Wednesday, September 19, 2012

What a difference a parking place makes;-)

Two changes of venues in the last three days – a very nice, clean, friendly ‘parking’ spot in Mammoth Cave, KY and a wonderful, green, spacious ‘parking’ spot at the Kentucky Horse Park in Lexington.  It’s interesting that when we get back to Magic after our day’s activities we can go in, close the door and have our own space – no matter what the surroundings are.  BUT – knowing that Magic’s surroundings are wonderful, pristine, green and peaceful allows us to enjoy our daily adventures even more knowing what we have to ‘come home to’.

So – with Magic parked in a flower garden – the Scenic Byways of Kentucky were calling.  They were filled with changing colors, does feeding their fawns and “roads end" -  

Another green dot road.

The leaves are just beginning to change.

We spotted Bambi having a snack.

Someday we will have to do a posting on the variety of signs we see along the way.

The Road DOES End in the Water!!

Green River.

All of the above was within the surface area of Mammoth Cave NP, which encompasses about 80 square miles.  Below these Kentucky hills is a limestone labyrinth of more than 392 miles of cave passageways that makes Mammoth Cave the longest known cave in the world.  It became a NP in 1941, was designated a World Heritage Site in 1981 and became the core area of an International Biosphere Reserve in 1990.  While much of the ‘modern’ mapping/discovery was completed during the early to mid 1800’s, carbon dating has placed activity in the cave back 5,000 – 6,000 years ago!

‘Modern’ cave use became very active in the early 1800’s (this was in the easily accessible area near the entry as the more extensive areas had not yet been discovered).  The activity centered around the ‘mining’ of saltpetre (for ammunition) in the mineral rich soil of the cave dirt.  The saltpetre from this cave became very important during the War of 1812 as it provided much of the ingredient for most of the ammunition utilized in that War.  Saltpetre is ‘mined’ by putting the dirt through a series of water filters.  In Mammoth Cave the water was carried to the filtering areas through a pipe system, where the ‘pipes’ were made of hollowed poplar trees, many of which remain in a perfect state in the cave.  The entire operation was very interesting – as was the experience in the cave!!  And again we owe a BIG thank you to our NP Rangers for caring for our national treasures for our enjoyment.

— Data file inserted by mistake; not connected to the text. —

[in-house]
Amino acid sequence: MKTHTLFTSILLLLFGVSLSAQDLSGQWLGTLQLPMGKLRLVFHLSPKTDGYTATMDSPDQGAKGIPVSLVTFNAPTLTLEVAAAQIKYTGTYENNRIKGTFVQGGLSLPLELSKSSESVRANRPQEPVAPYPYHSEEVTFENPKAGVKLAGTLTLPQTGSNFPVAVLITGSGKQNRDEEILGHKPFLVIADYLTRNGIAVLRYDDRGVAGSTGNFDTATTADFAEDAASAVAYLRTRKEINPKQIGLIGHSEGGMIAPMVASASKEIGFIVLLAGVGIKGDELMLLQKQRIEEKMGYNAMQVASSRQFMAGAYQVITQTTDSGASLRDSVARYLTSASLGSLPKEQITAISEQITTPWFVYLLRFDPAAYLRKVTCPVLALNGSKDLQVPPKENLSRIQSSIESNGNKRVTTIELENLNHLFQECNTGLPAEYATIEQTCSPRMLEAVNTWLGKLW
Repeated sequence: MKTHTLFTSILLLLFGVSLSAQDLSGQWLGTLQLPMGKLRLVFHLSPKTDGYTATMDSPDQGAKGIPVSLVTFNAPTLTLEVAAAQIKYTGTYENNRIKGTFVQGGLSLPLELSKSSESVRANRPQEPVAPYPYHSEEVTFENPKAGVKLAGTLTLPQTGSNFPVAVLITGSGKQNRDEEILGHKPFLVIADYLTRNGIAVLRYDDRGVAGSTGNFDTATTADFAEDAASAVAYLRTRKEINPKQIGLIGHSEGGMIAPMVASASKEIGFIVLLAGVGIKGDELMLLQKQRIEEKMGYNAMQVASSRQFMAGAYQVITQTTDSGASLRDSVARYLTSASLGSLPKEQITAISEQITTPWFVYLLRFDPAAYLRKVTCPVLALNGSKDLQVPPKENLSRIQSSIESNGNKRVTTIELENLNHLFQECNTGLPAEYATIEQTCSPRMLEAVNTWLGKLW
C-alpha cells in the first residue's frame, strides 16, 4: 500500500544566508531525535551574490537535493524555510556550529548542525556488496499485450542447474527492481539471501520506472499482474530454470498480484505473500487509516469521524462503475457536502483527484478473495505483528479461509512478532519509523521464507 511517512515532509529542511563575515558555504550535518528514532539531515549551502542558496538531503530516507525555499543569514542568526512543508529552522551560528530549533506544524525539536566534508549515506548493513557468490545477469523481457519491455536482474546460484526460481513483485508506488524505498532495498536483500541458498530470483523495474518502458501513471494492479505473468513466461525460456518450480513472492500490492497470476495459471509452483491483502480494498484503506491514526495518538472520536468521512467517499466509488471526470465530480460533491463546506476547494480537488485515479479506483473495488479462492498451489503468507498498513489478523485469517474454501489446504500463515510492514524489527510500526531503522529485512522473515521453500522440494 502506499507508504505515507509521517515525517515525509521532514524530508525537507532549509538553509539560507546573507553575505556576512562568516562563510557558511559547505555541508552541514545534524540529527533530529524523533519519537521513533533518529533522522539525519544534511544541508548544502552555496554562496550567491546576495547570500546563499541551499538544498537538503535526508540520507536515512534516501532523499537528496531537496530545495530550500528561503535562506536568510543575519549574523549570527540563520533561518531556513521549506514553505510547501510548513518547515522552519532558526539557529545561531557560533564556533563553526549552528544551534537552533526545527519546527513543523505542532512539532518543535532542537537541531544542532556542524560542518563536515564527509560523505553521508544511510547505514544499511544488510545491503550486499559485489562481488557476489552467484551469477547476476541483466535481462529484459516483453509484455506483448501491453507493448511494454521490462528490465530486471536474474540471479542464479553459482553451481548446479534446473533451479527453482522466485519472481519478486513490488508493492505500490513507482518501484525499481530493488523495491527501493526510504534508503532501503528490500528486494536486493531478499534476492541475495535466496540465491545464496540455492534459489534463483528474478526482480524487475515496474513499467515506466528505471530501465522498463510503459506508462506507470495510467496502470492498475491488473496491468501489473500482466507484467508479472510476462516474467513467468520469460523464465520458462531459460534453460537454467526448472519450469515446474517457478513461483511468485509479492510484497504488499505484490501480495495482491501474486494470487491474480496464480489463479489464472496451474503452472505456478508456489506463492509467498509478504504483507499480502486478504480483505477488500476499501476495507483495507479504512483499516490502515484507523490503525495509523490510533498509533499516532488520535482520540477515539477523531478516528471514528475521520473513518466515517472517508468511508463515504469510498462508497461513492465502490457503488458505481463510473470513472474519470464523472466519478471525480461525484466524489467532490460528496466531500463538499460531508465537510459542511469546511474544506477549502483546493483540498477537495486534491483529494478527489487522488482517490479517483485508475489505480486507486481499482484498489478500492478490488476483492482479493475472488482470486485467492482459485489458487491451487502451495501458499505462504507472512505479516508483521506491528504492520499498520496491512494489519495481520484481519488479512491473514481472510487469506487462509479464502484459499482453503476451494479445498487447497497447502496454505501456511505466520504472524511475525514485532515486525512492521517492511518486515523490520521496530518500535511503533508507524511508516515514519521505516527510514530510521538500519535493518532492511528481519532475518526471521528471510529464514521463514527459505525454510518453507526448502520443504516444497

Mammoth Caves were...mammoth.

Work stations from 1806 for mining saltpetre.

Not PVC but it got the job done.

Snug fit going through "Fat Man's (and "Tall Man's") Misery"

Back above ground, Lexington, KY was the next adventure – after more Scenic Byways – 

Many country lanes like this one wind their way through rural Lexington.

Lexington is the center of Kentucky’s bluegrass country spread over fifteen counties and 4,000 square miles chockablock with Tara-style manor houses, classic white or black oak-plank fences and stables to die for!!  It is the undisputed international center of thoroughbred horse breeding. 

One of our travel reference books – “1,000 Places to See Before You Die” – writes “while Louisville’s Churchill Downs may be the site of the storied Kentucky Derby, the Keeneland Race Course in Lexington is actually the South’s most beautiful.”  So – off to check out the Keeneland Race Course.   

Keeneland Race Track.

Colorful placard holders.

After walking through the grandstand to see the track, we were off to the Sales Pavilion to see what all the activity was over there.  AND – what a treat!!  The 2012 September Yearling Sale was in process.  The rest of the afternoon was spent watching the sales of almost 400 yearlings (this was just today and it appears there is a like amount sold in each of 11 days) and all the behind the scenes activities.  The largest sale we saw was a descendent of Seattle Slew for $200,000!!

Today's catalog had almost 400 horses being auctioned.

Gorgeous animals escorted in, one by one.

I'm not sure how the auctioneers keep the chatter going for such a long time.

Lots of shoppers milling about throughout the facility.

In awe from the peaceful serenity of the Kentucky Horse Park – E & G

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